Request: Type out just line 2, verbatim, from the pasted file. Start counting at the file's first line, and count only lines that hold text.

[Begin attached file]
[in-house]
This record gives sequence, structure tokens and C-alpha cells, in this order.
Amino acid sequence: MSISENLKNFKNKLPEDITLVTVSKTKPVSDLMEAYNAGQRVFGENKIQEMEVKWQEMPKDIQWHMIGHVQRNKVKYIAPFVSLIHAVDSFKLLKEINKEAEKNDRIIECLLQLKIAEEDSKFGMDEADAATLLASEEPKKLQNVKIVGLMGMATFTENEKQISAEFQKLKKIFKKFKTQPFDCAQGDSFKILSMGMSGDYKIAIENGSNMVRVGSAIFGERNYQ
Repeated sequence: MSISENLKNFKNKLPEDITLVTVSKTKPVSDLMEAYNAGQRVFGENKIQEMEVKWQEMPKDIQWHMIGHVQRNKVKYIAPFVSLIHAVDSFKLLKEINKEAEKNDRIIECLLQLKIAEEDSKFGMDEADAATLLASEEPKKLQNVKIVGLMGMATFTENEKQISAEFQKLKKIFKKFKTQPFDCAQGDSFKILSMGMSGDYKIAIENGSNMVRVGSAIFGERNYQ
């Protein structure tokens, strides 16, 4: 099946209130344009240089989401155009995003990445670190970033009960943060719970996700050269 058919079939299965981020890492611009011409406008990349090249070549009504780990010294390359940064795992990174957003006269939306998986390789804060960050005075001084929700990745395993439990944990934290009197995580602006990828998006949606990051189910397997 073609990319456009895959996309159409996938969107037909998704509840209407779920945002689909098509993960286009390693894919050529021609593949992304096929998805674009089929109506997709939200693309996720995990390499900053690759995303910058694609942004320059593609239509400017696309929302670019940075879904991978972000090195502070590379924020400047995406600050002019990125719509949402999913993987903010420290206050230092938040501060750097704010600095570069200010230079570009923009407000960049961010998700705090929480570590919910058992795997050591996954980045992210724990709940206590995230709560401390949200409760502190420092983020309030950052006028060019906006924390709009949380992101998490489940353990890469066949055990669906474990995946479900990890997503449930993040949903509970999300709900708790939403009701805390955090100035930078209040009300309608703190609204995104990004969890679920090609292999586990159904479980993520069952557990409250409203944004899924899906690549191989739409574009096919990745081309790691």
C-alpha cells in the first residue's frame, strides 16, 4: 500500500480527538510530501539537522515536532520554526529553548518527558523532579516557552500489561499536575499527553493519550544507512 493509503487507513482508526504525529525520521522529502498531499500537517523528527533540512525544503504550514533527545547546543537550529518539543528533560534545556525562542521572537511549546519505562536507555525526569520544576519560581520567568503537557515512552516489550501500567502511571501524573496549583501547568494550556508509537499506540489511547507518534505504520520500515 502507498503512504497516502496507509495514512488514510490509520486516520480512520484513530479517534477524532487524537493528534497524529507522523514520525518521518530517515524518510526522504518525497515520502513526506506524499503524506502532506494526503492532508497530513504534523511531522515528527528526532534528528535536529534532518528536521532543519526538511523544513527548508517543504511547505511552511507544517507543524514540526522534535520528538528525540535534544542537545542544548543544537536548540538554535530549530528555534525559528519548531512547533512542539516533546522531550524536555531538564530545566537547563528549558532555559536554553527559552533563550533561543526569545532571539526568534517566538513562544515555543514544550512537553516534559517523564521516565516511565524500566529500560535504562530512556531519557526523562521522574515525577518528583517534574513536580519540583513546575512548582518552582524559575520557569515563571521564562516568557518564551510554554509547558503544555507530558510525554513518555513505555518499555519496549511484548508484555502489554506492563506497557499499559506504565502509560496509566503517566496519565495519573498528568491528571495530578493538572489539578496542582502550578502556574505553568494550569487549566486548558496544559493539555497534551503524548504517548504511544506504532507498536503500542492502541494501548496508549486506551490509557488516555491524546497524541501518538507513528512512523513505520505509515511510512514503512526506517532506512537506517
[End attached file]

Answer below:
This record gives sequence, structure tokens and C-alpha cells, in this order.